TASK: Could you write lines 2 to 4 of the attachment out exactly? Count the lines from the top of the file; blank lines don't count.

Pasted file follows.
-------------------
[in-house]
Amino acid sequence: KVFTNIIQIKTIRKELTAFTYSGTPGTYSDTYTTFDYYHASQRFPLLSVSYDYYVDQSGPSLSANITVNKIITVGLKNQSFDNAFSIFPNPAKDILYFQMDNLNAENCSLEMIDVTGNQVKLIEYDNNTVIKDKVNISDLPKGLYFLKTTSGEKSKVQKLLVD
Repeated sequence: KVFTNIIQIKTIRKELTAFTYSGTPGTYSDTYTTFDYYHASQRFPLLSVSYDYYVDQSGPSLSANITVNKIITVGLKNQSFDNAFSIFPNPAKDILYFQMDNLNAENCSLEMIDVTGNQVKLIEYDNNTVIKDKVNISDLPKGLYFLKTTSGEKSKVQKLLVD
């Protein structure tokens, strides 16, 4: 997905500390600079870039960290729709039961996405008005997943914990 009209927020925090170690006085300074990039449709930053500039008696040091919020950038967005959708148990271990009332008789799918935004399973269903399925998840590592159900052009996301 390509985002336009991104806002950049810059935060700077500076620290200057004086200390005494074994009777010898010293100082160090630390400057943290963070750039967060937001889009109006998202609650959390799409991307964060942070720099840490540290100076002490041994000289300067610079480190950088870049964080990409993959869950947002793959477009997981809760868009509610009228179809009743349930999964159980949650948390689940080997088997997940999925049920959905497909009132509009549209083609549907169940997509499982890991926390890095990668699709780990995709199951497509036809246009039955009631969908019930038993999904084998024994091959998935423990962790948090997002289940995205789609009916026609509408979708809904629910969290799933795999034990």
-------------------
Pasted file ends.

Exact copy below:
Amino acid sequence: KVFTNIIQIKTIRKELTAFTYSGTPGTYSDTYTTFDYYHASQRFPLLSVSYDYYVDQSGPSLSANITVNKIITVGLKNQSFDNAFSIFPNPAKDILYFQMDNLNAENCSLEMIDVTGNQVKLIEYDNNTVIKDKVNISDLPKGLYFLKTTSGEKSKVQKLLVD
Repeated sequence: KVFTNIIQIKTIRKELTAFTYSGTPGTYSDTYTTFDYYHASQRFPLLSVSYDYYVDQSGPSLSANITVNKIITVGLKNQSFDNAFSIFPNPAKDILYFQMDNLNAENCSLEMIDVTGNQVKLIEYDNNTVIKDKVNISDLPKGLYFLKTTSGEKSKVQKLLVD
């Protein structure tokens, strides 16, 4: 997905500390600079870039960290729709039961996405008005997943914990 009209927020925090170690006085300074990039449709930053500039008696040091919020950038967005959708148990271990009332008789799918935004399973269903399925998840590592159900052009996301 390509985002336009991104806002950049810059935060700077500076620290200057004086200390005494074994009777010898010293100082160090630390400057943290963070750039967060937001889009109006998202609650959390799409991307964060942070720099840490540290100076002490041994000289300067610079480190950088870049964080990409993959869950947002793959477009997981809760868009509610009228179809009743349930999964159980949650948390689940080997088997997940999925049920959905497909009132509009549209083609549907169940997509499982890991926390890095990668699709780990995709199951497509036809246009039955009631969908019930038993999904084998024994091959998935423990962790948090997002289940995205789609009916026609509408979708809904629910969290799933795999034990």